Thursday 26 January 2012

Lindsay Bamfield
She is leaving me and I am powerless. Nothing I can say or do will change it. Like leaves from autumn trees, my words fall away into nothing and scatter to the winds. I am left bereft of comfort. Everywhere I look there are bags and boxes of her things, ready for departure.
   ‘Charity shop,’ she says shortly, pointing at a large box.
   ‘What’s in it?’ I ask.
   ‘Books,’ she replies.
   ‘But you hate getting rid of books,’ I protest.
   ‘I’m not going to read them again. Let someone else enjoy them.’
   ‘And what about this?’ I ask looking at her beautiful winter coat that she bought only last year.
   ‘I’ll not need it.’
   She has no time for sentimentality. Just practicalities. Does she think about her future? Does she think about my future? I’m too afraid to ask. But I think about it and I can’t find any comfort because I can’t envisage her future and see only emptiness in mine. A refrain runs through my thoughts: Why? Why now? Why ever? Why are you going? Why are you leaving?
   My mind turns over and over all the times we shared: wonderful times; good times; bad times - yes, of course we had our share of those - and sad times, but nothing like the past few months. Nothing that went before was ever as bad as these past few months that are now ripping us apart.
   On the outside everything looked as normal and happy as usual but the insidious power of destruction worked secretly in silence and now it has burst the banks of its containment. First she knew, then I knew and now everybody knows. My own fears, long suppressed have been given voice and I must face up to my lonely life without her. I want longer to adjust but it’s happening with a speed that I cannot comprehend.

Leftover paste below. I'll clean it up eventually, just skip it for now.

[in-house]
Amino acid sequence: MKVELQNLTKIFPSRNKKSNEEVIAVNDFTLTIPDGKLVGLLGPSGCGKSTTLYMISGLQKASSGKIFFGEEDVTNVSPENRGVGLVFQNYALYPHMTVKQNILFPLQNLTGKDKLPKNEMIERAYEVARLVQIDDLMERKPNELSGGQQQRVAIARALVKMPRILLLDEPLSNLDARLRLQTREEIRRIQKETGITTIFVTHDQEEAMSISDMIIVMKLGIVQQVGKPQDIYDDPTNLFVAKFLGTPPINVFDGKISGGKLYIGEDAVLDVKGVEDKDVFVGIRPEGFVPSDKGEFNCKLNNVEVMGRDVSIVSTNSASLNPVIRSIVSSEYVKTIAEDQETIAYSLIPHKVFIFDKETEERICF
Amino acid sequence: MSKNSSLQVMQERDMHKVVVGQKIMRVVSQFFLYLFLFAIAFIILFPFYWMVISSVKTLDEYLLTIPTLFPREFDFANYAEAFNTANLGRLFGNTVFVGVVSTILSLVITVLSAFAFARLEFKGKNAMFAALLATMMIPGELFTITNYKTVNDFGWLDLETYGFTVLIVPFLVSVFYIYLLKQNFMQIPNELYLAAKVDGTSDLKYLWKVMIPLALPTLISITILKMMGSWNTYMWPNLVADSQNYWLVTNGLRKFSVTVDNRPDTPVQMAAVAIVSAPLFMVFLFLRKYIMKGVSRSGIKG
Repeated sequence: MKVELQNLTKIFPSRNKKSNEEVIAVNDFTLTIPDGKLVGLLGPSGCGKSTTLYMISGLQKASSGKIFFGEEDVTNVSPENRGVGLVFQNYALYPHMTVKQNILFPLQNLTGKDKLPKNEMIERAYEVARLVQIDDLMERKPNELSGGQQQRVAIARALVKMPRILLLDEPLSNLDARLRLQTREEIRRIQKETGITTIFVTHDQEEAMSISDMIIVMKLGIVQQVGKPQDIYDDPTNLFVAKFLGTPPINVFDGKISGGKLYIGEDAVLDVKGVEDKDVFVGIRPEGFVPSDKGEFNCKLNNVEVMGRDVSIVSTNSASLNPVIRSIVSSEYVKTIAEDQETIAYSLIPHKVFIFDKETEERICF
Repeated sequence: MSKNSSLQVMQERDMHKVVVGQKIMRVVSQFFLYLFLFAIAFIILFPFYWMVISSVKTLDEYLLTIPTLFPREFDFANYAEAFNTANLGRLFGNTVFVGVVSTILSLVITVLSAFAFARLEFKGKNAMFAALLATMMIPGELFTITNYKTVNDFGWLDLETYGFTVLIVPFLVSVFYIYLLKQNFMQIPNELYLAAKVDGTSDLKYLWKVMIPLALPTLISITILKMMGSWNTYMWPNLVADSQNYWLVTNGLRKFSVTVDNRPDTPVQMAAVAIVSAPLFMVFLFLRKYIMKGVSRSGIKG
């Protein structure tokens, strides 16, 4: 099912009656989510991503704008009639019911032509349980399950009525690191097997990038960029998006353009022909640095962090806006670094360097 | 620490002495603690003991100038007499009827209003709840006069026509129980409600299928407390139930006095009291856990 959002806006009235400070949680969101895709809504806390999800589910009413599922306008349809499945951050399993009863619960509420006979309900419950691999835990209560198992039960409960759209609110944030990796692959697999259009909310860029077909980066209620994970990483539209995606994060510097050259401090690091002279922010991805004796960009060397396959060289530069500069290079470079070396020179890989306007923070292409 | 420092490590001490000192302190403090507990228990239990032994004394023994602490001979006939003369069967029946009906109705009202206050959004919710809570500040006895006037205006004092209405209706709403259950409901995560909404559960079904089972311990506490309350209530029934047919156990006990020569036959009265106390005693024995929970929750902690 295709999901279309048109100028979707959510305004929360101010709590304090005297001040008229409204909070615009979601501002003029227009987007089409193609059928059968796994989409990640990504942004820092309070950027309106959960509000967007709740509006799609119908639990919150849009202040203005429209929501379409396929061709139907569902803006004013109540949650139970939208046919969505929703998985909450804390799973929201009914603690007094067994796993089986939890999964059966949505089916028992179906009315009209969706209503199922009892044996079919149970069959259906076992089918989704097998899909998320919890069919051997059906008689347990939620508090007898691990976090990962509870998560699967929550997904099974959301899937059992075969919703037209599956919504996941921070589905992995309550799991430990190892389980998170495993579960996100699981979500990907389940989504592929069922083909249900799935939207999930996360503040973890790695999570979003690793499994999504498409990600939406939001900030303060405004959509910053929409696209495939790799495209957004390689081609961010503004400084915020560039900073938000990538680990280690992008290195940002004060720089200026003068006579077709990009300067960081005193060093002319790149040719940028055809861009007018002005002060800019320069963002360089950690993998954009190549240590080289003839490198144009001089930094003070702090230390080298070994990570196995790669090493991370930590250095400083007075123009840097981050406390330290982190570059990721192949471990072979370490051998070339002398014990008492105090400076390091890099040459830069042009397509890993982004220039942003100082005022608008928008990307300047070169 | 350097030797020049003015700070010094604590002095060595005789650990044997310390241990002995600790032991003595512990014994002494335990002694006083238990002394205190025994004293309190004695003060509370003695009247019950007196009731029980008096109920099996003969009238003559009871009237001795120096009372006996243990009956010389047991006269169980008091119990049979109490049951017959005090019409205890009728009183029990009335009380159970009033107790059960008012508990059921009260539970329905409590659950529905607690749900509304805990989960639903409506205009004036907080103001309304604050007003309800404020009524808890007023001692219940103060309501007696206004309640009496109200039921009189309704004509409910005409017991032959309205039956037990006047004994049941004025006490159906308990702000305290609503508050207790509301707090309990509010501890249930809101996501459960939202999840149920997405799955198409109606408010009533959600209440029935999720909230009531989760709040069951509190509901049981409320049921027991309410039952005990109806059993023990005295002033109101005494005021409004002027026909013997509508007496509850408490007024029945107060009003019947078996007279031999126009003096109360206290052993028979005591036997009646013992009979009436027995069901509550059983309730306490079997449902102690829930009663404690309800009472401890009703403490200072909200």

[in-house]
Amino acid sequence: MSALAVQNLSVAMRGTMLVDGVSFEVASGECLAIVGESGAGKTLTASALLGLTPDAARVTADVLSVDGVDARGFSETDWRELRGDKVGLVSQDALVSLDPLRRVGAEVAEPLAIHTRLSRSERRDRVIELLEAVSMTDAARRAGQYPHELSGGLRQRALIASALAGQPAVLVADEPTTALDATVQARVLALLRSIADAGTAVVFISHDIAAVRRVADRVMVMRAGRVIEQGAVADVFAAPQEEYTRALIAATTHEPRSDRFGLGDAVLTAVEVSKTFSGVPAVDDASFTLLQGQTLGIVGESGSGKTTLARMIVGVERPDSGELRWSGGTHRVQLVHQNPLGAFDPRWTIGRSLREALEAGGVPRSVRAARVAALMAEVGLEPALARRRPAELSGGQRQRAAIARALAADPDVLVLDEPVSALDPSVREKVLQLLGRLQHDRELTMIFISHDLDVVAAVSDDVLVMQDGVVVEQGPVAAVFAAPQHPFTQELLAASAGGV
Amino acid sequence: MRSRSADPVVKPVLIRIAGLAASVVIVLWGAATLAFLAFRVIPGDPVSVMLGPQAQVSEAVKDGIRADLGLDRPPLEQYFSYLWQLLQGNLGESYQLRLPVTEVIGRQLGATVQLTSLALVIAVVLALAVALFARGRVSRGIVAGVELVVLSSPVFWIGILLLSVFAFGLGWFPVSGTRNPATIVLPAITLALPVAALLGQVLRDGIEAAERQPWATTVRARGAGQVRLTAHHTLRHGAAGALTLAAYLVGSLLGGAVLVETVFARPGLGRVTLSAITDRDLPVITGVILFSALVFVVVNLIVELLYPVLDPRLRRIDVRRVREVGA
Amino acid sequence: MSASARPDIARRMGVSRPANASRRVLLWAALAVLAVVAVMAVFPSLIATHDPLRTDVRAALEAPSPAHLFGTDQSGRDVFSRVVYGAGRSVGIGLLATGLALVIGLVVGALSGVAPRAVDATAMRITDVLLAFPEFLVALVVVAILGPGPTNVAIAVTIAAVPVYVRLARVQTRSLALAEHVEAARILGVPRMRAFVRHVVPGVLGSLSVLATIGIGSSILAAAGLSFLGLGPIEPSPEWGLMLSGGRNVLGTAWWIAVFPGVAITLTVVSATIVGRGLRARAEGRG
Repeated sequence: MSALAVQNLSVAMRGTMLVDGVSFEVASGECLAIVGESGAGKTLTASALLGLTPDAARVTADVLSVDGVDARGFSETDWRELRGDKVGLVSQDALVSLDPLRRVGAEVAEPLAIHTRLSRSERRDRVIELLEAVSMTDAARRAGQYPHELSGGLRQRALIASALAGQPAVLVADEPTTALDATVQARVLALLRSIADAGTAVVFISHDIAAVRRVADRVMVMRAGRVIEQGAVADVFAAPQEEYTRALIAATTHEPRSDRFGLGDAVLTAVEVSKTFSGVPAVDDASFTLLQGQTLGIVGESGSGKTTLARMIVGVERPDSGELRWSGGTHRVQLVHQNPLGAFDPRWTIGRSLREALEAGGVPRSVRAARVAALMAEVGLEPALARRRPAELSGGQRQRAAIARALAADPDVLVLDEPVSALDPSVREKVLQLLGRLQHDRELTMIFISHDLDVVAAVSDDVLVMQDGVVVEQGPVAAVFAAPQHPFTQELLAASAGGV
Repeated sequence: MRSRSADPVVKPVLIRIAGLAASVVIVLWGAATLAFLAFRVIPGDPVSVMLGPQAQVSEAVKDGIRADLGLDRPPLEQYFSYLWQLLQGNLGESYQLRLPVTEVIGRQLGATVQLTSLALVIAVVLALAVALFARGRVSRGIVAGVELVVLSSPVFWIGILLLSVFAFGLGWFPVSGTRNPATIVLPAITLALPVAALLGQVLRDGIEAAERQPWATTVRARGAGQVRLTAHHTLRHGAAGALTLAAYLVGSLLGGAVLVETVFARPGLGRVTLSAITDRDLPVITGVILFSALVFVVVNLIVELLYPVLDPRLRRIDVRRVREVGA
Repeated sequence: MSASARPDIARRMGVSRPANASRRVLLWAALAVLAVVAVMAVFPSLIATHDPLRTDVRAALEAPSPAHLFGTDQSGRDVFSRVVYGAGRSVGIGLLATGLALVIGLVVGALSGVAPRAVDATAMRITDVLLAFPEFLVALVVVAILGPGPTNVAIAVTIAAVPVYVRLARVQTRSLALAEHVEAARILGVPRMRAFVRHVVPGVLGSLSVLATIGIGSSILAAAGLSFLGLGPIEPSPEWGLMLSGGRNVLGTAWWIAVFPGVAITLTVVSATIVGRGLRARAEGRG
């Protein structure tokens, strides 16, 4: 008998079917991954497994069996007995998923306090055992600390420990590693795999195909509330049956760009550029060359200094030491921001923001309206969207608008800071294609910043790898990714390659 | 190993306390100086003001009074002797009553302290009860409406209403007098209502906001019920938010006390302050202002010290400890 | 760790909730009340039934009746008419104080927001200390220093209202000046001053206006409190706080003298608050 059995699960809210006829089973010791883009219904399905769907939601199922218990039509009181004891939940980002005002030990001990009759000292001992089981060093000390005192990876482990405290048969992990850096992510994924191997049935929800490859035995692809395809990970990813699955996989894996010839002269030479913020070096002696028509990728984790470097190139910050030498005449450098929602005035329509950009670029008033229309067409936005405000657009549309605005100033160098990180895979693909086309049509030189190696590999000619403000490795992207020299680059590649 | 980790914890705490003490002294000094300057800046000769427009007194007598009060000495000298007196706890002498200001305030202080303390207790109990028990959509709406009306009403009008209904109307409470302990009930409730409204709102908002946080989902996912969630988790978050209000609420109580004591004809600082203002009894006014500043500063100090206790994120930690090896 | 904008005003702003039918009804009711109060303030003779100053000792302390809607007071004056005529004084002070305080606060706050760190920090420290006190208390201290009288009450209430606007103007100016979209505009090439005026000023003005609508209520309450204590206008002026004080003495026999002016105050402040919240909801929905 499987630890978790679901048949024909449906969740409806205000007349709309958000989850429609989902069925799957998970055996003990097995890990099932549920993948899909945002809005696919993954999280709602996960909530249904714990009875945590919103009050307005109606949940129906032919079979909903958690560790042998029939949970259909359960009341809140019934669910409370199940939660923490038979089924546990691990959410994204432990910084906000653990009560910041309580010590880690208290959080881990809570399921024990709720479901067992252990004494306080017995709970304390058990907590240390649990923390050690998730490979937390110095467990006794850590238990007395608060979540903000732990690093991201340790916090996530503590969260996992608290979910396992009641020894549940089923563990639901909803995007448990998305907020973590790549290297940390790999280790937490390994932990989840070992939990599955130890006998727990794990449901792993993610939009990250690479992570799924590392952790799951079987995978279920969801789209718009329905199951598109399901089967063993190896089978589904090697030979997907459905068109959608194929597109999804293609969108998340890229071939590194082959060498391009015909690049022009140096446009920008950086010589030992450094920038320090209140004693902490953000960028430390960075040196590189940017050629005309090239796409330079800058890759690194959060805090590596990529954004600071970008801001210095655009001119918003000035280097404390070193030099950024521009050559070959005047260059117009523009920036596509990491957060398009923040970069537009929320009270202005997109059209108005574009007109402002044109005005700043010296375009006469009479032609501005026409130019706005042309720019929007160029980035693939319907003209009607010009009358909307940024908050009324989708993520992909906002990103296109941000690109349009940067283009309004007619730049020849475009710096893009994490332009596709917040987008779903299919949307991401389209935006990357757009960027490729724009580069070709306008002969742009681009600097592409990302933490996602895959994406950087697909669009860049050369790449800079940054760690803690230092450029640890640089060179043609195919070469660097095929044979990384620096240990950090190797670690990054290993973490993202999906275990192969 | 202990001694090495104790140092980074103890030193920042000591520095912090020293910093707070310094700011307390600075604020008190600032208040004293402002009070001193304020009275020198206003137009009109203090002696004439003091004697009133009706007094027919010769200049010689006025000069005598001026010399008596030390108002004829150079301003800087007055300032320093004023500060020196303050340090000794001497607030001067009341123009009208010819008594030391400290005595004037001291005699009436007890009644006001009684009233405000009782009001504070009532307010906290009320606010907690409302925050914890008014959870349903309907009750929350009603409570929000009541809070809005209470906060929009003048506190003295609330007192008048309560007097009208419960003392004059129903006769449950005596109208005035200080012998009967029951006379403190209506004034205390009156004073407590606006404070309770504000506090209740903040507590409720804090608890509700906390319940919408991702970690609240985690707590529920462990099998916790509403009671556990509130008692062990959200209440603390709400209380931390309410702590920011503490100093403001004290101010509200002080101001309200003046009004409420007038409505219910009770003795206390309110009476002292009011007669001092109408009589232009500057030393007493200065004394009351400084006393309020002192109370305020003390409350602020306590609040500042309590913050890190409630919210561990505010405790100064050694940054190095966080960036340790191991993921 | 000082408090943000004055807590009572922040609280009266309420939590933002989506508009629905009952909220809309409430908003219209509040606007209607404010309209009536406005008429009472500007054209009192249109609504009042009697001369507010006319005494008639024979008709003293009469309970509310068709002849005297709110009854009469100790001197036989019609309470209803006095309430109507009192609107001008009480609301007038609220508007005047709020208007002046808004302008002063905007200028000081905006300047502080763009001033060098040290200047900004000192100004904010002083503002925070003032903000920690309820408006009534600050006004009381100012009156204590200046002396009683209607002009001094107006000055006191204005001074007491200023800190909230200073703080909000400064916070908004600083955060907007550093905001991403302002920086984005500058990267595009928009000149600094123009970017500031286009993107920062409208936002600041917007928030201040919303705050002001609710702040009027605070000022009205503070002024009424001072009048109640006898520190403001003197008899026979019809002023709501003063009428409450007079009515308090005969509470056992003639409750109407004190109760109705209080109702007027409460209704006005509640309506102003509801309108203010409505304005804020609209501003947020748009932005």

‘Please stay.’ Sometimes I think it, sometimes I whisper it, sometimes I say it out loud and sometimes I scream it. ‘Stay, for God’s sake, stay with me. Don’t leave me.’ She looks at me with an expression I cannot read, and I know my words are useless.
   When she leaves, she does so with the minimum of fuss. I say ‘I love you, I’ll always love you.’ The words I’ve used many times before. Once they made her agree to marry me, but now they cannot prevent her from leaving me. She looks at me and whispers ‘I know…’ and then she is gone.
   And now time has passed and I look around me. The place is empty of her and her belongings, except the few mementos she left behind. All I have is memories. Photos and precious memories of her. I am trying to make sense of how cancer can change life to death. I hurt so much but only because I loved in equal measure.
Lindsay Bamfield is a founder member of Greenacre Writers.

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